The apostle Paul prayed a beautiful prayer for the church at Ephesus. As well as showing all believers what we can aspire to and what we should pray for on our own account, some additional further advice can be gleaned specifically for ministers. Preachers and pastors have the responsibility of caring for the souls of those who are to feed from the Word they preach, and this includes praying with them and for them. But how should ministers approach God when they pray? What features of the flock should shape the requests they make in prayer for them? Why does it even matter that ministers should pray for their people? In this updated extract from his commentary on Paul’s prayer in Ephesians 3, James Fergusson picks out some pointers for ministers. In turn, believers who observe this advice should remember that as we are all members of God’s family, there should be no desire to exclude any of the family from the blessings of salvation, and there should be willingness to help rather than hinder our minister’s prayers for us.
Praying with purpose
In this part of the chapter Paul gives a summary of his fervent prayers to God for the believers at Ephesus, that they would persevere and grow in the faith and experiential knowledge of the doctrine of salvation (Eph. 3 from v14 onwards). In doing so he not only gives an evident testimony of his sincere affection and endeavours for their salvation, but he also strives to stir up a similar ardency of affection in them. Indirectly at least, though most effectively, the example of his prayers prompts them to persevere and make progress in the experiential knowledge of and communion with Jesus Christ.
Paul states what has occasioned his prayer (i.e., that these people were already built by faith on Christ). He also expresses the humble, reverent frame of his heart in prayer (“I bow my knee,” Eph. 3:14). He also shows that he is directing his prayer to God the Father.
God the Father is described first from His relation to Jesus Christ (“the Father of our Lord Jesus Christ”) and secondly, from His relation to His church (“God … of whom the whole family in heaven and earth is named”) (Eph3:14). He is the Father by adoption of the whole church of those who are regenerate, whether triumphant in heaven or militant on earth, whether Jew or Gentile. The church is here called a “family,” and it is said to have its name from God. They are His family, His children, those who are at home in His household.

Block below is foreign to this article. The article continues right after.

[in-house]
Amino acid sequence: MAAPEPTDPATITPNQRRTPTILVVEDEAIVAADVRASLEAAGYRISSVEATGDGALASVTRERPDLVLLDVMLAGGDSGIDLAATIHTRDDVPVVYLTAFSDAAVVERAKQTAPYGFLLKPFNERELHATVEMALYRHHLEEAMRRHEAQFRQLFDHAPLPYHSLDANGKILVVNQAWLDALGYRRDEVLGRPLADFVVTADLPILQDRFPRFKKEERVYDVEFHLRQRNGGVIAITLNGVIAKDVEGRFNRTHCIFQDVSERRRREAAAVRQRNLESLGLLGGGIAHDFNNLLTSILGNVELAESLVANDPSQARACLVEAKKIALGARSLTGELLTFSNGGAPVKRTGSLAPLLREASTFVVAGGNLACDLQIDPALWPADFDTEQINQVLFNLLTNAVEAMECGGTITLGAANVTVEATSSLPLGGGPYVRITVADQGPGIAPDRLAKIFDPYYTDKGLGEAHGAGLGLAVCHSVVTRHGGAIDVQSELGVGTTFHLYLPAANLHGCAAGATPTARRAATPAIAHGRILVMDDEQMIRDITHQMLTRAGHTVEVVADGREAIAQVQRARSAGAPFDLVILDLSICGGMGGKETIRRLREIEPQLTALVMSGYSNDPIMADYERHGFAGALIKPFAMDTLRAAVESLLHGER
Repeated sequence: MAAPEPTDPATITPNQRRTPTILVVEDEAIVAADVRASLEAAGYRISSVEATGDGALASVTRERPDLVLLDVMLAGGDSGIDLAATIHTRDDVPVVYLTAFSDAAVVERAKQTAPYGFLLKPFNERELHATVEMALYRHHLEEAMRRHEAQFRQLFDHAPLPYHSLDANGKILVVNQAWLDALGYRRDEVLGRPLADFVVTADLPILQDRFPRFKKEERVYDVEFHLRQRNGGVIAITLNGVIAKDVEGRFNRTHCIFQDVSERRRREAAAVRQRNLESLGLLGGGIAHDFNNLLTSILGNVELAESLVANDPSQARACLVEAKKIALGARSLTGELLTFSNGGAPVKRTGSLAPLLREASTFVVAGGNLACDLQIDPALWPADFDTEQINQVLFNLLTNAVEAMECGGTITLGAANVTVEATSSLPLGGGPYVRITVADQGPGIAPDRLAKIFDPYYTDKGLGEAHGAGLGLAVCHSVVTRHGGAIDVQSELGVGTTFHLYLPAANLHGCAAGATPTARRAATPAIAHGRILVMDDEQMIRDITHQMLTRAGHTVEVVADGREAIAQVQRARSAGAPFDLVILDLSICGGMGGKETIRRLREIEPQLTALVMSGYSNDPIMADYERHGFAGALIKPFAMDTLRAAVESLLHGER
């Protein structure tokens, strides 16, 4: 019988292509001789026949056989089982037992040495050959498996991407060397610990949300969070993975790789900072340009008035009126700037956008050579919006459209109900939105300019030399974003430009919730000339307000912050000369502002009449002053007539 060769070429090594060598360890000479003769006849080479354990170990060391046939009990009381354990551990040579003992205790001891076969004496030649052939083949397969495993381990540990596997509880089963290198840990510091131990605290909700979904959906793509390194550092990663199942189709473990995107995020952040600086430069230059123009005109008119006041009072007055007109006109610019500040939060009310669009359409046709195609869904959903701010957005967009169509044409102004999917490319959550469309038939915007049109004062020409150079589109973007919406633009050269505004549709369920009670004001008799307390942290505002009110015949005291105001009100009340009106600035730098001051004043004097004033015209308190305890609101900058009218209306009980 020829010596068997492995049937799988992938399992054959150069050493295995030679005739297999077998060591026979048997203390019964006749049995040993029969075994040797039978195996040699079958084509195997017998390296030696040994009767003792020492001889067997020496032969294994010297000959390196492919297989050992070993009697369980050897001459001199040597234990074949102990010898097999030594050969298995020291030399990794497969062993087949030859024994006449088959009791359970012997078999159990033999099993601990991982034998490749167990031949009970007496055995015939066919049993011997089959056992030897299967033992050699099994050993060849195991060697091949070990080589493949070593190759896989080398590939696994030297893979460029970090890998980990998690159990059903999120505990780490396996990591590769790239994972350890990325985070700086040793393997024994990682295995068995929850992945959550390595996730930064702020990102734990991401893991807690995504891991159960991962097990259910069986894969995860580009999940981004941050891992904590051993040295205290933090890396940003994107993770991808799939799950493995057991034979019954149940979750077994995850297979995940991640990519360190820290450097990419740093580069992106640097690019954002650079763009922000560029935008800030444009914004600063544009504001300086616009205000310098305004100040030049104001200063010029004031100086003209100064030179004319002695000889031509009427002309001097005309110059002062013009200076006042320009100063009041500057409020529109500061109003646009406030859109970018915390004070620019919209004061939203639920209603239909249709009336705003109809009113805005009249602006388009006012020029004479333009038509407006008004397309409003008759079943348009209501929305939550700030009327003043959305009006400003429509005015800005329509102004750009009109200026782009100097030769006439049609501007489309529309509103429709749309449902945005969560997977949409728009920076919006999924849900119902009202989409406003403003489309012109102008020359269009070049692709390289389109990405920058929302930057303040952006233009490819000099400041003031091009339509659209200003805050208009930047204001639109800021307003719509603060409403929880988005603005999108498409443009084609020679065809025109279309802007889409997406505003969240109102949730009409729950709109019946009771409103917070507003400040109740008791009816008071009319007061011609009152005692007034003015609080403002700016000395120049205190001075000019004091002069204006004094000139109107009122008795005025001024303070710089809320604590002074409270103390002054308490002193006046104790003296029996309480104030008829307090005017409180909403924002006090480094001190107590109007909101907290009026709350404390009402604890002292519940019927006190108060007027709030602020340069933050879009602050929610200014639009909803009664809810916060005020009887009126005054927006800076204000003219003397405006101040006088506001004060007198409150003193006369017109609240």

In the context, there is a particular relevance why Paul describes God in this way. The Jews wanted the whole church to be named after (and contained within) the Jewish nation, excluding the Gentiles. But at all points Paul makes the Gentiles equal sharers of participation in God along with the Jews. So Paul by using the term “God … of whom the whole family in heaven and earth is named” he is breaking down this arrogance, and at the same time showing his warrant to pray for perseverance and growth in grace from God even to the Gentiles.
Ministers must pray for their flock
As we know, it is the duty of Christ’s ministers to teach and instruct the people of God committed to their charge (2 Tim. 4:2). But we learn from Ephesians 3:14 that it is every bit as much the minister’s duty to pray to God for their people.
Ministers must pray for their people, not only in public with them, when they are as it were the mouth of the people to God (Joel 2:17), but also in private. All their efforts cannot profit without the Lord’s blessing (1 Cor. 3:6). Ministers ought therefore fervently to seek the Lord’s blessing from God by prayer, otherwise they have no ground to expect it (Ezek. 36:37).
Why people need their minister to pray with and for them
It is of no small advantage to the Lord’s people to have a minister who is able to pray, and who accordingly does pray pertinently, spiritually, and fervently with them and for them.
- By him, as by their mouth, they may have their various cases made known to God more distinctly than many of them can express by themselves.
- Additionally they themselves are edified and instructed how to pray with similar affection and fervency (1 Cor. 14:19).